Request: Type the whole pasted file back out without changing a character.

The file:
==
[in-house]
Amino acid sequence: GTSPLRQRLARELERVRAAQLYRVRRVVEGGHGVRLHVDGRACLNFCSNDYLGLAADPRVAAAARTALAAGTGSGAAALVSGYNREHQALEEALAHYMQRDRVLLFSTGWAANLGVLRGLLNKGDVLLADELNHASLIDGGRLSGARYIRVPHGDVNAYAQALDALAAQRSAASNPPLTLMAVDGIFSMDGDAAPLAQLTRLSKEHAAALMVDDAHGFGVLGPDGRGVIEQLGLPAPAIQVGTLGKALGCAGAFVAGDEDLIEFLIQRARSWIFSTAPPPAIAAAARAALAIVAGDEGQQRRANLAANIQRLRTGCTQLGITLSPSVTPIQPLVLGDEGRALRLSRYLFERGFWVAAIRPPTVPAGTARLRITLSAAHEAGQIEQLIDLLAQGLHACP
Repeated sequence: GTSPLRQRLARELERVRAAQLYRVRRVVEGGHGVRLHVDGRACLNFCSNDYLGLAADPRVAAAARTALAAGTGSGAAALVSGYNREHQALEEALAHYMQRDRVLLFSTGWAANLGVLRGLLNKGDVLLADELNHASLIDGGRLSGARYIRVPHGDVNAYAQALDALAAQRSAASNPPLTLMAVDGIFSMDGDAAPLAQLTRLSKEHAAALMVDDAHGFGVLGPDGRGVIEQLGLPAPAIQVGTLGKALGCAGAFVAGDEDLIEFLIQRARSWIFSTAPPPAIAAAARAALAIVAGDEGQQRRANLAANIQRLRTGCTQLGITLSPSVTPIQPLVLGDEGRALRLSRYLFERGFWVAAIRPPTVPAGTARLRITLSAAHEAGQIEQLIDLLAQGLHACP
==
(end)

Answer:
[in-house]
Amino acid sequence: GTSPLRQRLARELERVRAAQLYRVRRVVEGGHGVRLHVDGRACLNFCSNDYLGLAADPRVAAAARTALAAGTGSGAAALVSGYNREHQALEEALAHYMQRDRVLLFSTGWAANLGVLRGLLNKGDVLLADELNHASLIDGGRLSGARYIRVPHGDVNAYAQALDALAAQRSAASNPPLTLMAVDGIFSMDGDAAPLAQLTRLSKEHAAALMVDDAHGFGVLGPDGRGVIEQLGLPAPAIQVGTLGKALGCAGAFVAGDEDLIEFLIQRARSWIFSTAPPPAIAAAARAALAIVAGDEGQQRRANLAANIQRLRTGCTQLGITLSPSVTPIQPLVLGDEGRALRLSRYLFERGFWVAAIRPPTVPAGTARLRITLSAAHEAGQIEQLIDLLAQGLHACP
Repeated sequence: GTSPLRQRLARELERVRAAQLYRVRRVVEGGHGVRLHVDGRACLNFCSNDYLGLAADPRVAAAARTALAAGTGSGAAALVSGYNREHQALEEALAHYMQRDRVLLFSTGWAANLGVLRGLLNKGDVLLADELNHASLIDGGRLSGARYIRVPHGDVNAYAQALDALAAQRSAASNPPLTLMAVDGIFSMDGDAAPLAQLTRLSKEHAAALMVDDAHGFGVLGPDGRGVIEQLGLPAPAIQVGTLGKALGCAGAFVAGDEDLIEFLIQRARSWIFSTAPPPAIAAAARAALAIVAGDEGQQRRANLAANIQRLRTGCTQLGITLSPSVTPIQPLVLGDEGRALRLSRYLFERGFWVAAIRPPTVPAGTARLRITLSAAHEAGQIEQLIDLLAQGLHACP